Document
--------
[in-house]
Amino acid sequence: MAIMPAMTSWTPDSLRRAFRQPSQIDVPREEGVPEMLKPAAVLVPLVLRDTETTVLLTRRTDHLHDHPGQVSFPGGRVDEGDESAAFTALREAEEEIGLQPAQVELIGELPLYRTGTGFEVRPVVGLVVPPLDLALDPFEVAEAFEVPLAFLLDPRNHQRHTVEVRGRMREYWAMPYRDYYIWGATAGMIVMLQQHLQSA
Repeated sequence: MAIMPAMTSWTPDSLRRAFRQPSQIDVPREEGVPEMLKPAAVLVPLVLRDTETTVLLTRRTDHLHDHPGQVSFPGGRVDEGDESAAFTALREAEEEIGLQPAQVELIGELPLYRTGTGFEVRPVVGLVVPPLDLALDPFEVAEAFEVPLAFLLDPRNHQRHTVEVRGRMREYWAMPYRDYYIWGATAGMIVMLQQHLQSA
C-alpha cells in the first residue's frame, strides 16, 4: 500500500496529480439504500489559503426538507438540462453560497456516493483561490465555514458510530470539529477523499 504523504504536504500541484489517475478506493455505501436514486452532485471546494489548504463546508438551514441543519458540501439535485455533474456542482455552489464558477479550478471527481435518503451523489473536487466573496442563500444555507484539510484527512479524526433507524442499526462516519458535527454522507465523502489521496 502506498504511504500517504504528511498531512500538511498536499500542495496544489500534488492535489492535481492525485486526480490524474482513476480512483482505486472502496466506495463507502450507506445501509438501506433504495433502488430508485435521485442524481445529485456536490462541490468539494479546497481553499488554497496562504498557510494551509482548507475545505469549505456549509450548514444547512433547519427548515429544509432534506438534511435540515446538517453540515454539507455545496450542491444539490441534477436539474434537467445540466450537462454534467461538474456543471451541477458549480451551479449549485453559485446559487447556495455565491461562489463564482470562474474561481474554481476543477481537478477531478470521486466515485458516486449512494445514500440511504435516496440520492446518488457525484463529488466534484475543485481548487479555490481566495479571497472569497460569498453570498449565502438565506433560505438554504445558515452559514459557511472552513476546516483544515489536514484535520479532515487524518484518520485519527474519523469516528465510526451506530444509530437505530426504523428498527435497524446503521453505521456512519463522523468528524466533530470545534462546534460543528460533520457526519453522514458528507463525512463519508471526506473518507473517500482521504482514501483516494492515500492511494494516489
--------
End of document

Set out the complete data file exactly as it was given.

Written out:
[in-house]
Amino acid sequence: MAIMPAMTSWTPDSLRRAFRQPSQIDVPREEGVPEMLKPAAVLVPLVLRDTETTVLLTRRTDHLHDHPGQVSFPGGRVDEGDESAAFTALREAEEEIGLQPAQVELIGELPLYRTGTGFEVRPVVGLVVPPLDLALDPFEVAEAFEVPLAFLLDPRNHQRHTVEVRGRMREYWAMPYRDYYIWGATAGMIVMLQQHLQSA
Repeated sequence: MAIMPAMTSWTPDSLRRAFRQPSQIDVPREEGVPEMLKPAAVLVPLVLRDTETTVLLTRRTDHLHDHPGQVSFPGGRVDEGDESAAFTALREAEEEIGLQPAQVELIGELPLYRTGTGFEVRPVVGLVVPPLDLALDPFEVAEAFEVPLAFLLDPRNHQRHTVEVRGRMREYWAMPYRDYYIWGATAGMIVMLQQHLQSA
C-alpha cells in the first residue's frame, strides 16, 4: 500500500496529480439504500489559503426538507438540462453560497456516493483561490465555514458510530470539529477523499 504523504504536504500541484489517475478506493455505501436514486452532485471546494489548504463546508438551514441543519458540501439535485455533474456542482455552489464558477479550478471527481435518503451523489473536487466573496442563500444555507484539510484527512479524526433507524442499526462516519458535527454522507465523502489521496 502506498504511504500517504504528511498531512500538511498536499500542495496544489500534488492535489492535481492525485486526480490524474482513476480512483482505486472502496466506495463507502450507506445501509438501506433504495433502488430508485435521485442524481445529485456536490462541490468539494479546497481553499488554497496562504498557510494551509482548507475545505469549505456549509450548514444547512433547519427548515429544509432534506438534511435540515446538517453540515454539507455545496450542491444539490441534477436539474434537467445540466450537462454534467461538474456543471451541477458549480451551479449549485453559485446559487447556495455565491461562489463564482470562474474561481474554481476543477481537478477531478470521486466515485458516486449512494445514500440511504435516496440520492446518488457525484463529488466534484475543485481548487479555490481566495479571497472569497460569498453570498449565502438565506433560505438554504445558515452559514459557511472552513476546516483544515489536514484535520479532515487524518484518520485519527474519523469516528465510526451506530444509530437505530426504523428498527435497524446503521453505521456512519463522523468528524466533530470545534462546534460543528460533520457526519453522514458528507463525512463519508471526506473518507473517500482521504482514501483516494492515500492511494494516489